Ye also expresses her heartfelt gratitude for the support of her supervisor, Dr. Simon Schweighofer. She says, "Simon gave me great freedom to choose my research topic and helped me tremendously during the process of research. Whenever I met difficulties, Simon had discussions with me and offered me valuable advice, and after I completed the project, Simon asked me whether I'd like to have the paper published in an international academic journal. To improve the study, Simon also helped me refine the analytical model so that the results obtained could be more accurate. Simon is undoubtedly one of the most supportive supervisors I have met on my academic journey."
Dr. Simon Schweighofer joined XJTLU's School of Humanities and Social Sciences in 2020 as an assistant professor in the Media and Communication Department. His expertise lies in quantitative research and analysis, focusing on online data (especially text), social networks, and the roots of political polarisation. According to Dr. Schweighofer, Ye possesses the very rare ability to coherently design a research project. He says that from the general research question and design down to the smallest details of the questionnaire and data analysis, Ye can perfectly integrate the various components of her study like clockwork.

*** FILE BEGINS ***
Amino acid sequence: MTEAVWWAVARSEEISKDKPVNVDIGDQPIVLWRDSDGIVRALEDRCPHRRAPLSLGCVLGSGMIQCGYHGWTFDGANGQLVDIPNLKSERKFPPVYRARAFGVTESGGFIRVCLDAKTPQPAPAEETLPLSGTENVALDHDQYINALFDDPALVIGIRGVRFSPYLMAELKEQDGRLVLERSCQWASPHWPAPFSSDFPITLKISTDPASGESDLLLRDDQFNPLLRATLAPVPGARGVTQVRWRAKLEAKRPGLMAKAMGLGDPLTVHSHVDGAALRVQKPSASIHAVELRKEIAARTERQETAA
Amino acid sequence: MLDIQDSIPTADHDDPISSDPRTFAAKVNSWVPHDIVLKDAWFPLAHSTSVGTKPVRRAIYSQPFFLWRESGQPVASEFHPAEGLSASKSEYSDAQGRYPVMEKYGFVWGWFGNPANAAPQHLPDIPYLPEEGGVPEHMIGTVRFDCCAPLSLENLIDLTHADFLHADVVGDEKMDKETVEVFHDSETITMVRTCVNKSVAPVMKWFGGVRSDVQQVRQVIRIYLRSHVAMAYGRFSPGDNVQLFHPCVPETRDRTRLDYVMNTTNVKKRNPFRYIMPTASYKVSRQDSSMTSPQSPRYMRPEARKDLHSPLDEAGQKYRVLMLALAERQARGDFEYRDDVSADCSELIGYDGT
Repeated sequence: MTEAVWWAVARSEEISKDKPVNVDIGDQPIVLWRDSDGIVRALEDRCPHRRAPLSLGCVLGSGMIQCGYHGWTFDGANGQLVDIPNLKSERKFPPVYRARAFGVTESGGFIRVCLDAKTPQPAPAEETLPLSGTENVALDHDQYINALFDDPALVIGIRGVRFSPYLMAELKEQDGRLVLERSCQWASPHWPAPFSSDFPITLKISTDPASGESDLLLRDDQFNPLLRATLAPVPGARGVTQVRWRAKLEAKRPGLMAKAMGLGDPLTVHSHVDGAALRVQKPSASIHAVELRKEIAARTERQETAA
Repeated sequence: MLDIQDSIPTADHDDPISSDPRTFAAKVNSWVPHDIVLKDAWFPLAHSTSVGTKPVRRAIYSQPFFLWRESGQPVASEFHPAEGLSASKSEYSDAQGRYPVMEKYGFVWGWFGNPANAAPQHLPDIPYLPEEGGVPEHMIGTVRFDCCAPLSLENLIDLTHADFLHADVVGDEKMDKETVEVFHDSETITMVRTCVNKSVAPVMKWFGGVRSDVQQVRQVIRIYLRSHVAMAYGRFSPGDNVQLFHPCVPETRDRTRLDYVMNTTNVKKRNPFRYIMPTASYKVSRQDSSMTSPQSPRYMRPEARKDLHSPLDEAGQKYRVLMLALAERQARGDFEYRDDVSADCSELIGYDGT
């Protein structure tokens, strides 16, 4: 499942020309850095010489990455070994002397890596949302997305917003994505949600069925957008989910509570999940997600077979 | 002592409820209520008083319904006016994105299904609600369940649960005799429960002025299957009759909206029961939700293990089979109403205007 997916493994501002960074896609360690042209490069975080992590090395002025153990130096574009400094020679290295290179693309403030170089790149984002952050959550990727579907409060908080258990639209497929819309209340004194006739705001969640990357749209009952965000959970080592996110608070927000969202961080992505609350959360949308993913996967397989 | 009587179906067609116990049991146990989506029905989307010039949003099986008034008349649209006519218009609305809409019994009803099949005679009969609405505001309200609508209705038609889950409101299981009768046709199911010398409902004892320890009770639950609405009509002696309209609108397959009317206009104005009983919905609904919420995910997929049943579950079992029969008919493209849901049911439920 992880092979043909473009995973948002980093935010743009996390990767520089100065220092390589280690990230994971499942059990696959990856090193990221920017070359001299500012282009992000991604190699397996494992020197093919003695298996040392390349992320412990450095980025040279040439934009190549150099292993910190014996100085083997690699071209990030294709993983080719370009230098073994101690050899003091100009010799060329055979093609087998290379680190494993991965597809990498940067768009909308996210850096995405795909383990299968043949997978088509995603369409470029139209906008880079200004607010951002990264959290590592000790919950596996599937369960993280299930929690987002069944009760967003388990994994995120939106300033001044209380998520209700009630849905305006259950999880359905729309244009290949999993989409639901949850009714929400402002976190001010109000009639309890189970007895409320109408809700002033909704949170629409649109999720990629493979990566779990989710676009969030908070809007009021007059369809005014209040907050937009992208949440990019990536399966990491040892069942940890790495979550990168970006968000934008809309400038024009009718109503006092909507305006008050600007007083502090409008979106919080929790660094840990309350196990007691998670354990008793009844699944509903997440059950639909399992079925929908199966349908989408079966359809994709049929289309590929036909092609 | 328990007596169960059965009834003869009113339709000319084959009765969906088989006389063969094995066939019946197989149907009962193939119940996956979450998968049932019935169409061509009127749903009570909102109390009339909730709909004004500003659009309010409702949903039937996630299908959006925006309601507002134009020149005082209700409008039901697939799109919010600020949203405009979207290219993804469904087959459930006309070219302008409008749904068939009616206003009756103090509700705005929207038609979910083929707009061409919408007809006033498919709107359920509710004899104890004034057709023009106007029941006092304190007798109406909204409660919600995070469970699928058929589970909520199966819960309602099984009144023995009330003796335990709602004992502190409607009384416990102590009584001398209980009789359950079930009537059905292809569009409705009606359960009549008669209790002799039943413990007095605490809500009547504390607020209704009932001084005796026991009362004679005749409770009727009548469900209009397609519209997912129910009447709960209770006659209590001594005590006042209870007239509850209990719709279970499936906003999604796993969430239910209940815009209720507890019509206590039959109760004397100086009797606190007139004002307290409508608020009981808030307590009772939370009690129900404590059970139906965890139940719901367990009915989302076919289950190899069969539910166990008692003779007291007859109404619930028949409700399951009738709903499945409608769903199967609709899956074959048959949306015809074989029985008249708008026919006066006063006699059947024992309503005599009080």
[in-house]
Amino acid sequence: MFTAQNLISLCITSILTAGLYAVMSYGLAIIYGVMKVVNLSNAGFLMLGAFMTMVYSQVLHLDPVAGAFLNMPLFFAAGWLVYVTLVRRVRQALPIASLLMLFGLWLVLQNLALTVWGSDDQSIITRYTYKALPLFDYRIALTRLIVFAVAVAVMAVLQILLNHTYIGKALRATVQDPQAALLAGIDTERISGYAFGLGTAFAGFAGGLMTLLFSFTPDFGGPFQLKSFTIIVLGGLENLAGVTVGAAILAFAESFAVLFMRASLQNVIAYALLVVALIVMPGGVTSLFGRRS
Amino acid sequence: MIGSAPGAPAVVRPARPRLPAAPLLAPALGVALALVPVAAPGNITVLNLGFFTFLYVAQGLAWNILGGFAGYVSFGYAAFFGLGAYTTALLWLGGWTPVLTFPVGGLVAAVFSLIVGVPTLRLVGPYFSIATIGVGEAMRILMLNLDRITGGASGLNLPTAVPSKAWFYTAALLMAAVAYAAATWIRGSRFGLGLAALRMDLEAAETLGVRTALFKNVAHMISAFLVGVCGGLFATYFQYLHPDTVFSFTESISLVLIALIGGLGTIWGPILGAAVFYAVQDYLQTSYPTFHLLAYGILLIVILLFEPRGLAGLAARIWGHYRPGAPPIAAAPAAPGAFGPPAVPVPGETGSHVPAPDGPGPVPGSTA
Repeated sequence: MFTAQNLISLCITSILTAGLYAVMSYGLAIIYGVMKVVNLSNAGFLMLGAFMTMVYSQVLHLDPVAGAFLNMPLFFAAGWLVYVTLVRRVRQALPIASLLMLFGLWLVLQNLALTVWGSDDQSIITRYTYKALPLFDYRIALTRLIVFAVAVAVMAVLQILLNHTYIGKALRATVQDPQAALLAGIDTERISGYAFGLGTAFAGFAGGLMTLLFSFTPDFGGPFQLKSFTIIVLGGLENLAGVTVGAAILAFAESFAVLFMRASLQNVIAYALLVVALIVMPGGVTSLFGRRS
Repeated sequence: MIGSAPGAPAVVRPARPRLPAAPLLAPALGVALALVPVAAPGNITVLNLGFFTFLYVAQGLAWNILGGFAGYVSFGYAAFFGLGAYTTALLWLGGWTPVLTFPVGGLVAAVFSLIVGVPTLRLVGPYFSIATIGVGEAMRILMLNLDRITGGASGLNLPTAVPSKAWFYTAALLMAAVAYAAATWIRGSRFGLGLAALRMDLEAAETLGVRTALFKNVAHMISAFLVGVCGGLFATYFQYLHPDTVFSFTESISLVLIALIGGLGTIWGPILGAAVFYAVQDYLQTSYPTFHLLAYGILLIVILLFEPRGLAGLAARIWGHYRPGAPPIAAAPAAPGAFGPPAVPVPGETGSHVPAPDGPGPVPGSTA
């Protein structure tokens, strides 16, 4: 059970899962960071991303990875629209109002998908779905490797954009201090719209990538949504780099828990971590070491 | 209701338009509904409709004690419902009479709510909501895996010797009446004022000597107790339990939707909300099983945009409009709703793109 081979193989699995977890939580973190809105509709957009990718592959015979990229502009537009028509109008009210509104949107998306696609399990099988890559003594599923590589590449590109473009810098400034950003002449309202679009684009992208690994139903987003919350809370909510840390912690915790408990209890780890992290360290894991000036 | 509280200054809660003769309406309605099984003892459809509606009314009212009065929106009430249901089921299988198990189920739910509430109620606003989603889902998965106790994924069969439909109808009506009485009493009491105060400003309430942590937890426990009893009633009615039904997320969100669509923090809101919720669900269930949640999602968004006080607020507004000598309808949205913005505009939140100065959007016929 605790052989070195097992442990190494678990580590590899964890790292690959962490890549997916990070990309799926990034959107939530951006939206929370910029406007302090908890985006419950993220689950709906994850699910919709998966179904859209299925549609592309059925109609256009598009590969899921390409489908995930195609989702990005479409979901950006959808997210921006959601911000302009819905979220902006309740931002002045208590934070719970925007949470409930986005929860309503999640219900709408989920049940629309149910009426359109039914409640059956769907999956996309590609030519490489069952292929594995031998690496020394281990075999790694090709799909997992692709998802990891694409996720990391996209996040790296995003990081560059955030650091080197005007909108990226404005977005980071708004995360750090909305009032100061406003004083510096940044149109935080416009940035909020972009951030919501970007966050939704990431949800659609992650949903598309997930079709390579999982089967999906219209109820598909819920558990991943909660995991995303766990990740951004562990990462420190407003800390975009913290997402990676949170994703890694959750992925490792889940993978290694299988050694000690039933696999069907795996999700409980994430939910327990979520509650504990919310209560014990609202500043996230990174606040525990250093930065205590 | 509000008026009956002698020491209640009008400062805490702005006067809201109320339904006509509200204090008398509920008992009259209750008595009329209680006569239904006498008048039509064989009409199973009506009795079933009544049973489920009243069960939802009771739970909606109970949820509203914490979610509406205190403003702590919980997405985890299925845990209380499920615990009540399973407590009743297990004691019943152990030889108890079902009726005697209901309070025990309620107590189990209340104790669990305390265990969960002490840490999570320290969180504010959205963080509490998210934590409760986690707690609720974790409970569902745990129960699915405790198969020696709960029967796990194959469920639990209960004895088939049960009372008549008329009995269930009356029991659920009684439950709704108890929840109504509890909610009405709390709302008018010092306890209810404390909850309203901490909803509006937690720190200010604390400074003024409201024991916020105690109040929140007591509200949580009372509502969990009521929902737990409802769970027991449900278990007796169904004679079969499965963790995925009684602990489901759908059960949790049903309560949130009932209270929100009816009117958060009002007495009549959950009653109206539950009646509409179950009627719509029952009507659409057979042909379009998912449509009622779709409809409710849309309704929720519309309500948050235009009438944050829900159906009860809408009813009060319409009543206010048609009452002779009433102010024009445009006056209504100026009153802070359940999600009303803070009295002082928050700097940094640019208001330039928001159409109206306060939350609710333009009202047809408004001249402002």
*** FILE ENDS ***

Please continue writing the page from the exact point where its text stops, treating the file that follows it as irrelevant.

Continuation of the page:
"Ye's paper stands out for its coherent structure and thoughtful analysis, which is quite uncommon in the work delivered by other students. Working with Lin was a very positive experience - our meetings often went over time because we couldn't get through all her interesting ideas and insightful questions.
In sum, Lin is very creative, but also systematic, confident, but also self-critical - a perfect mix of character traits for a future researcher! "
Journalist: Yiyi Gu
Translator: Xueqi Wang
Editor: Yi Qian, Yiyi Gu